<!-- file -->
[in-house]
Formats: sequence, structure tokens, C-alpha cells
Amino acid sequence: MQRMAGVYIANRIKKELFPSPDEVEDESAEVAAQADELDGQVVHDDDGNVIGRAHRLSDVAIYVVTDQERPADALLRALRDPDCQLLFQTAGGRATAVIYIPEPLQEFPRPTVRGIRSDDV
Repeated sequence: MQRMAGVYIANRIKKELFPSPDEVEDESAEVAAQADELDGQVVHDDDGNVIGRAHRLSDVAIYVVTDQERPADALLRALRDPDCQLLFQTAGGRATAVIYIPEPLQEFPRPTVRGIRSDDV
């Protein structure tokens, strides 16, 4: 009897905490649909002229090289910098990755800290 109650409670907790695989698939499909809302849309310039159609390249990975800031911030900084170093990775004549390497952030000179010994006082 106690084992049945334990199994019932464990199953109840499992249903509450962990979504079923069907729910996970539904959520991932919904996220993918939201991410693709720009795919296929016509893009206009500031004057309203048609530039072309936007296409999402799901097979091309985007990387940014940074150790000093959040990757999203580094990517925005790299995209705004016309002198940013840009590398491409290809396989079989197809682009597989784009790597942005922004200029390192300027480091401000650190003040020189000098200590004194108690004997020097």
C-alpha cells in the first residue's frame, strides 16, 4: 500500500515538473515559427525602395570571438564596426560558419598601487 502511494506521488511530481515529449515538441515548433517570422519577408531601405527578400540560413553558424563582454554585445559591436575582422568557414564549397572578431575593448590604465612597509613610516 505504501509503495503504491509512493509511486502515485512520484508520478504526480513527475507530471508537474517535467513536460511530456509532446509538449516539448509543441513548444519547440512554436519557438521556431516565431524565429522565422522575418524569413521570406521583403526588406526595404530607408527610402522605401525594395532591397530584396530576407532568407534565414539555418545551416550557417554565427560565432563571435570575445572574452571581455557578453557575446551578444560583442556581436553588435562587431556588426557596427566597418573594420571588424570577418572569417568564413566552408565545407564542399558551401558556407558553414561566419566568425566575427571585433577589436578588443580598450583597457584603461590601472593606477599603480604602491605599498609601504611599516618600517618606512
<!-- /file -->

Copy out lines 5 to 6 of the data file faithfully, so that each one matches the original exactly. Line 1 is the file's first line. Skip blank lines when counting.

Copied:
């Protein structure tokens, strides 16, 4: 009897905490649909002229090289910098990755800290 109650409670907790695989698939499909809302849309310039159609390249990975800031911030900084170093990775004549390497952030000179010994006082 106690084992049945334990199994019932464990199953109840499992249903509450962990979504079923069907729910996970539904959520991932919904996220993918939201991410693709720009795919296929016509893009206009500031004057309203048609530039072309936007296409999402799901097979091309985007990387940014940074150790000093959040990757999203580094990517925005790299995209705004016309002198940013840009590398491409290809396989079989197809682009597989784009790597942005922004200029390192300027480091401000650190003040020189000098200590004194108690004997020097």
C-alpha cells in the first residue's frame, strides 16, 4: 500500500515538473515559427525602395570571438564596426560558419598601487 502511494506521488511530481515529449515538441515548433517570422519577408531601405527578400540560413553558424563582454554585445559591436575582422568557414564549397572578431575593448590604465612597509613610516 505504501509503495503504491509512493509511486502515485512520484508520478504526480513527475507530471508537474517535467513536460511530456509532446509538449516539448509543441513548444519547440512554436519557438521556431516565431524565429522565422522575418524569413521570406521583403526588406526595404530607408527610402522605401525594395532591397530584396530576407532568407534565414539555418545551416550557417554565427560565432563571435570575445572574452571581455557578453557575446551578444560583442556581436553588435562587431556588426557596427566597418573594420571588424570577418572569417568564413566552408565545407564542399558551401558556407558553414561566419566568425566575427571585433577589436578588443580598450583597457584603461590601472593606477599603480604602491605599498609601504611599516618600517618606512